Family & Pets
Rental crisis in Tasmania results in agents pitching “pet bonds” as temporary solution
As the rental market in Hobart is incredibly tight, landlords don’t need a reason to exclude pet-owners from their rentals.
However, it’s something that the state’s peak real estate body is looking to tackle.
One of the ideas being suggested is a pet bond.
What’s the landlord’s main concern about letting pets into their rentals?
"Wholly and solely the damage to the property," Mark Berry from the Real Estate Institute of Tasmania (REIT) says to ABC Life.
And, he said, it wasn't always easy to predict which animals could pose the biggest threat.
"If we are talking about a budgie, the potential damage is next to nil," he said.
"With a goldfish, you have opened yourself up to somebody with, say, a 1,000-litre fish tank in the lounge room.
"If that were to crack, all of a sudden the landlord has 1,000L flowing through the lounge room."
According to the tenants Union of Tasmania, a tenant with a pet isn’t always a liability.
"There is no evidence to suggest tenants with pets are worse tenants," TUT solicitor Ben Barlt said.
"The evidence shows that tenants with pets are more likely to stay in their existing property for longer, so there's actually financial incentive for more landlords to accept tenants with pets."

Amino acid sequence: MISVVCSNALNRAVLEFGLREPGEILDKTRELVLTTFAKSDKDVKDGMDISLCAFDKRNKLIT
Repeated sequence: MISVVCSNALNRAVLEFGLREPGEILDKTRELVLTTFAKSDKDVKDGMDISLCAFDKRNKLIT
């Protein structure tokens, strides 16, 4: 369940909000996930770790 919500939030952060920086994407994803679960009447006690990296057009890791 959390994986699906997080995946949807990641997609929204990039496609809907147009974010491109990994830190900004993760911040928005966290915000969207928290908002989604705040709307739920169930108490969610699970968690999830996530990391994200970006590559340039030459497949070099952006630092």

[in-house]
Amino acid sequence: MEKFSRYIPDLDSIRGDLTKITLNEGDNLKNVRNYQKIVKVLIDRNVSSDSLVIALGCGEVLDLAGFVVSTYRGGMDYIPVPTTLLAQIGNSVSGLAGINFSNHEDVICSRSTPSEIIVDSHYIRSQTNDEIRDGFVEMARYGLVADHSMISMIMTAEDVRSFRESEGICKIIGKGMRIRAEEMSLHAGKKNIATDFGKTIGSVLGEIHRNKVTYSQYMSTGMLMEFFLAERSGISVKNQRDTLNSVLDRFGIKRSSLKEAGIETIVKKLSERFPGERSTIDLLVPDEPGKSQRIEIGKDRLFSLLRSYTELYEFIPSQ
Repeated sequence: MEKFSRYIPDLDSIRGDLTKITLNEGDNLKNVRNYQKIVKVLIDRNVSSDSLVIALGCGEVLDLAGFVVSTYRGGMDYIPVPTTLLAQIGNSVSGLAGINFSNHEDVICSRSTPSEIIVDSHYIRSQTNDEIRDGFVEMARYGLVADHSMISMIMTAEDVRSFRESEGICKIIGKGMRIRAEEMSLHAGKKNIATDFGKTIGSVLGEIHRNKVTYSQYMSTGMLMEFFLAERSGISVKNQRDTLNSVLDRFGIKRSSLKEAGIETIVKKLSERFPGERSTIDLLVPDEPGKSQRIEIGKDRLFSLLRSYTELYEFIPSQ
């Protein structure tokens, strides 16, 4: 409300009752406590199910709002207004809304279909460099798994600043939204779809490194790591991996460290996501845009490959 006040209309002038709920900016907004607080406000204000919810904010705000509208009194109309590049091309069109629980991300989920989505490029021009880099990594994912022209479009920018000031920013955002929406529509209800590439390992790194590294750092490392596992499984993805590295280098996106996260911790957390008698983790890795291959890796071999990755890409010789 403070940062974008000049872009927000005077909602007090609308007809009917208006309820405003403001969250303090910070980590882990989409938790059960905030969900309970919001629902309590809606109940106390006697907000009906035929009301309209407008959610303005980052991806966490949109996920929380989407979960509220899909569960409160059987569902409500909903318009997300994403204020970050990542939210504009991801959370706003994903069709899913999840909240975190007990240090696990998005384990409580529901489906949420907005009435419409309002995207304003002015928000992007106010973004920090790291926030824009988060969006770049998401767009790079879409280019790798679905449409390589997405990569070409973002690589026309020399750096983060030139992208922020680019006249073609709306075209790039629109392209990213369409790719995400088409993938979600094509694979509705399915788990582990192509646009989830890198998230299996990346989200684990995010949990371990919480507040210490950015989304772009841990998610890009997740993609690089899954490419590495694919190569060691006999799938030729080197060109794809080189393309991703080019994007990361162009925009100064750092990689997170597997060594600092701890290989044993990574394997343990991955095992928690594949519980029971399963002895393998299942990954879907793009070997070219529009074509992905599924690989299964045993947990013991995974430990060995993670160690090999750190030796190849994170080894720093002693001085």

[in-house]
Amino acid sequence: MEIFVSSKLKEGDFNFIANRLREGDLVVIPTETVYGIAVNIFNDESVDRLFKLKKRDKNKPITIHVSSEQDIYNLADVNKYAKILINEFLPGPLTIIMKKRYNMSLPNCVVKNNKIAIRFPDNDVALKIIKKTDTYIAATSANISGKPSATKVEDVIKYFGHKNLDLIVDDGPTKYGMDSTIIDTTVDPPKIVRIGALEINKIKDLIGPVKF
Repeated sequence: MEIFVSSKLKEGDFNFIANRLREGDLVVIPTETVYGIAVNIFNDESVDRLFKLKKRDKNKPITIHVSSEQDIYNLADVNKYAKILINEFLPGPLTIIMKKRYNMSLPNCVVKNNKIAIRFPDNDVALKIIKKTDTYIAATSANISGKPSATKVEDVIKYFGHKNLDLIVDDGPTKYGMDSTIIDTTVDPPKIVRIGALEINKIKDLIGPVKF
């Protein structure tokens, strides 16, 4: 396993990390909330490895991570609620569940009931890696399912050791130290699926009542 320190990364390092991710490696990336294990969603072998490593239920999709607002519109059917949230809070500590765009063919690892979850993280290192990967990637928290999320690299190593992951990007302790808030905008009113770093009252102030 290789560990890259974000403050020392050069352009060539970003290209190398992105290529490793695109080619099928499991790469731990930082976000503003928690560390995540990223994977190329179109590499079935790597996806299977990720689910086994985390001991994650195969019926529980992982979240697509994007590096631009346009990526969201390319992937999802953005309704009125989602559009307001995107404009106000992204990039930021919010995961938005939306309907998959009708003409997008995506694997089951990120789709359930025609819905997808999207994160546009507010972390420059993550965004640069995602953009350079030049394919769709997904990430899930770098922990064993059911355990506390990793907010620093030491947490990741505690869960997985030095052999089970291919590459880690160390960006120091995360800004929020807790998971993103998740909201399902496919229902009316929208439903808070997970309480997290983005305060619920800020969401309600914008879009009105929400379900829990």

Mr Berry said real estate agents agreed.
"I think actually tenants with pets have the potential to be better tenants, because they are already showing a responsibility," he said.
A pet bond is looking to be the answer.
A pet bond is an amount you pay above your normal rental bond to keep a pet. At the time of writing, Western Australia is the only state where a landlord can legally ask for a pet bond.
Mr Bartl said some prospective renters in Hobart were so desperate that they were offering pet bonds voluntarily.
"Desperate times call for desperate measures," he said.
"If it is a choice between a pet bond or no pets, then the Tenants Union would support a pet bond as it may alleviate the situation for some tenants caught between putting a roof over their head and keeping their pet."